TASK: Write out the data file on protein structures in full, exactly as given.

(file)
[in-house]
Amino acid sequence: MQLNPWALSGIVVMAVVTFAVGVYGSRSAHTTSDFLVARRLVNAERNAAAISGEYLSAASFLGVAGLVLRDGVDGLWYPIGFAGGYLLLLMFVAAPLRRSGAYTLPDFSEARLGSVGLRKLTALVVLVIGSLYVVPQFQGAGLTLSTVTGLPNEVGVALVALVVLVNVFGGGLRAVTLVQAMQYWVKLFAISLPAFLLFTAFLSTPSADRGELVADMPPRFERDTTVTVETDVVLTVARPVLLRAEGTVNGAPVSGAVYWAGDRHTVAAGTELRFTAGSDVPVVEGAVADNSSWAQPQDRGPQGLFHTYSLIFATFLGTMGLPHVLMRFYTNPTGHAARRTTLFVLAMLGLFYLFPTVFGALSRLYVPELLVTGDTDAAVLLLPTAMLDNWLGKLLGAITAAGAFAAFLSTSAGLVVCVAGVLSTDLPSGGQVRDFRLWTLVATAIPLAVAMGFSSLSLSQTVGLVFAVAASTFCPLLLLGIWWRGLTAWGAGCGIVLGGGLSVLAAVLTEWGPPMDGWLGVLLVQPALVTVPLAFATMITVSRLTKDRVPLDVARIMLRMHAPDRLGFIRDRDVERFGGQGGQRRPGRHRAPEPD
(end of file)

[in-house]
Amino acid sequence: MQLNPWALSGIVVMAVVTFAVGVYGSRSAHTTSDFLVARRLVNAERNAAAISGEYLSAASFLGVAGLVLRDGVDGLWYPIGFAGGYLLLLMFVAAPLRRSGAYTLPDFSEARLGSVGLRKLTALVVLVIGSLYVVPQFQGAGLTLSTVTGLPNEVGVALVALVVLVNVFGGGLRAVTLVQAMQYWVKLFAISLPAFLLFTAFLSTPSADRGELVADMPPRFERDTTVTVETDVVLTVARPVLLRAEGTVNGAPVSGAVYWAGDRHTVAAGTELRFTAGSDVPVVEGAVADNSSWAQPQDRGPQGLFHTYSLIFATFLGTMGLPHVLMRFYTNPTGHAARRTTLFVLAMLGLFYLFPTVFGALSRLYVPELLVTGDTDAAVLLLPTAMLDNWLGKLLGAITAAGAFAAFLSTSAGLVVCVAGVLSTDLPSGGQVRDFRLWTLVATAIPLAVAMGFSSLSLSQTVGLVFAVAASTFCPLLLLGIWWRGLTAWGAGCGIVLGGGLSVLAAVLTEWGPPMDGWLGVLLVQPALVTVPLAFATMITVSRLTKDRVPLDVARIMLRMHAPDRLGFIRDRDVERFGGQGGQRRPGRHRAPEPD